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Manchin Rebukes Partisan Attempts At Electoral Reform

Manchin challenges his party by calling for a compromise Electoral Reform Bill, going against the conventional wisdom of his congressional caucus.

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Senator Joe Manchin (D-WV) made waves earlier this Thursday when he released a statement to the press outlining his position regarding the Democratic bill overhauling the electoral process at the federal level, the famous (or infamous) H.R 1 “For The People Act’. Manchin, who has already broken with his party in many issues, said that passing this type of legislation in “a partisan basis” would only diminish public trust towards the U.S. government even if it brings some short-term partisan benefits.

Democrats and Republicans have been fighting from intransigent positions on the proposed electoral bill. With Republicans arguing that the bill is nothing more than a “power grab” from the Democratic Party aimed at centralizing the electoral process and putting it into the hands of the Federal governments, as Sen. Mitch McConnell tweeted two weeks ago, with even moderate Republicans like Romney publicly opposing the bill.

Democrats, on the flipside, have argued that the passing of the controversial bill would expand voting rights and fight against voter suppression across the country, a point illustrated by Sen. Amy Klobuchar (D-MN) when she defended the proposition in her Senate Committee by arguing that the attempts at “voter suppression” by the Republican Party have shaken the American democratic system, which is why HR 1 should pass.

The bill is proving to be so controversial and polarizing that even Senators Klobuchar and Roy Blunt (R-MO), who have earned a reputation at having a productive bipartisan working relationship, have found absolutely no common ground on the issue, as reported by Politico, with both senators following the party line on the issue.

The bill has a plethora of measures aimed at profoundly changing the way elections are held in the United States by greatly expanding voter registration and access laws across the country, requiring each state to set up “independent” commissions in charge of drawing the congressional maps, establishing a new system to fund federal elections campaigns, creating a National Commision to protect Democratic Institutions, among other proposals.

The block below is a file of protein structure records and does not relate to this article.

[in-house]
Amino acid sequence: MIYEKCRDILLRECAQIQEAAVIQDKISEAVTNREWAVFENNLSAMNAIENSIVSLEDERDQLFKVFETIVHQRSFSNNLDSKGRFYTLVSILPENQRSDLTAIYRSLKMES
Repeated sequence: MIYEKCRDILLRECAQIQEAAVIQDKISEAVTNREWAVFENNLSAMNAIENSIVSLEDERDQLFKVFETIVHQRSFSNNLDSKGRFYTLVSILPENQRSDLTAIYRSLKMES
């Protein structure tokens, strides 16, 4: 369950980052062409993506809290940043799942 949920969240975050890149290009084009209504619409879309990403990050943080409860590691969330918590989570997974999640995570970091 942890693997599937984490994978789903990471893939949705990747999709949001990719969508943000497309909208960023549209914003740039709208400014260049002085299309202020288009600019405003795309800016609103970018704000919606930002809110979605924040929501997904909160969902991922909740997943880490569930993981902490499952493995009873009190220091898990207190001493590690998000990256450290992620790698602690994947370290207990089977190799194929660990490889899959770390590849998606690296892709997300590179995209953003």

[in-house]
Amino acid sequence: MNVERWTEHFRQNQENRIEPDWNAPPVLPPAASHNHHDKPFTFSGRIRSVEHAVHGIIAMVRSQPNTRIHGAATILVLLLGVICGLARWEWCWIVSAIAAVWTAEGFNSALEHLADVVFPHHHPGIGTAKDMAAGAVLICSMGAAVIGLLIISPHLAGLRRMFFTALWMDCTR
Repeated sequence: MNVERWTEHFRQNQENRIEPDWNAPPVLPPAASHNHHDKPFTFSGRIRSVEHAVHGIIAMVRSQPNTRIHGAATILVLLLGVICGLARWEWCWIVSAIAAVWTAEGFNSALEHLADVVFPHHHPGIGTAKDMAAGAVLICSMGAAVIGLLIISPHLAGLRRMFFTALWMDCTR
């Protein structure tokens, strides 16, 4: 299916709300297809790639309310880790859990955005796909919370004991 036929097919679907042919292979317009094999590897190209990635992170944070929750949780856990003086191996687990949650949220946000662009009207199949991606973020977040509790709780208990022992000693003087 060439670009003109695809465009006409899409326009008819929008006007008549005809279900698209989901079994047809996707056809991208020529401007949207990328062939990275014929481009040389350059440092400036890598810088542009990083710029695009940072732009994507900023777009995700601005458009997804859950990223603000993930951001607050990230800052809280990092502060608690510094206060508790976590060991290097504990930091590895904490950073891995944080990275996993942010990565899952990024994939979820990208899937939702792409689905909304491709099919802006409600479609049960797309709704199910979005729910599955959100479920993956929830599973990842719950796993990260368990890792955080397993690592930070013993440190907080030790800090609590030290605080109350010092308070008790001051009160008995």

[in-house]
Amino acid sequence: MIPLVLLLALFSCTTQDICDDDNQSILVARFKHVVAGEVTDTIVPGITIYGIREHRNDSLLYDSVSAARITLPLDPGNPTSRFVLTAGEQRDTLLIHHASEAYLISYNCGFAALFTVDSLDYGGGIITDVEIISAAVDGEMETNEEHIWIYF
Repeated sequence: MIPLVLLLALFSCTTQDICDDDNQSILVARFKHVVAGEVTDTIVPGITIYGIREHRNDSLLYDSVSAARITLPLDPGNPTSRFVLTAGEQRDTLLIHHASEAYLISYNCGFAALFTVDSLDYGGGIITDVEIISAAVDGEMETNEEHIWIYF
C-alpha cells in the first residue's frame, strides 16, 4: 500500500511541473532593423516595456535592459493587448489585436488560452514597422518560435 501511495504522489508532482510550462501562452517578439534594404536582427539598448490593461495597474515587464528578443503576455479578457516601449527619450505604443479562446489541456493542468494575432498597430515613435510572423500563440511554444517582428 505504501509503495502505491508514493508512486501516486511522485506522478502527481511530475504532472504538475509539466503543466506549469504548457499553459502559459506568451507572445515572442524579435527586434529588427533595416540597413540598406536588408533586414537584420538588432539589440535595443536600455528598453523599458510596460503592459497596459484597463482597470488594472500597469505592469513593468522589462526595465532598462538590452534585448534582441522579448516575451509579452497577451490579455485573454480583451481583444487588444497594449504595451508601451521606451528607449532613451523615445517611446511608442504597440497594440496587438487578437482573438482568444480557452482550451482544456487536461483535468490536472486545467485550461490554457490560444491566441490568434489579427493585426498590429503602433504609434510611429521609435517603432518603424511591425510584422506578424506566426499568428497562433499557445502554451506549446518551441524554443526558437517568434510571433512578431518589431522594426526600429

Since there is a 50-50 Senate and neither side is looking forwards to compromise on the issue, the Democrats know that Republicans will gladly use the Filibuster to prevent this bill to ever getting to a vote in the Senate floor, which is why many Democratic activists are pushing their party to move forwards and nix the filibuster for good, leaving the door open for a 50-50 approval with VP Harris casting the tiebreaker vote.

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The House passed the For The People Act on early March, now it’s up to the Senate to decide its fate (EFE)
Joe Manchin against the world

Joe Manchin, who has managed to flex his political muscles already, has decided to follow a unique route in this very divisive debate. In his statement he follows the rhetoric coming from the Democrats by agreeing that something must be done to “protect voting rights” and “making our campaign finance system more transparent”, while also giving in to some of the Republican concerns about voter integrity by implementing “commonsense electoral security reform”.

In his statement, the maverick Senator toed a similar rhetoric as the Democrats by defending the expansion of early voting, ensuring that communities that have been “traditionally disenfranchised and underrepresented” have their voices heard, and going hard against the growing influence of money in campaigning and politics in general.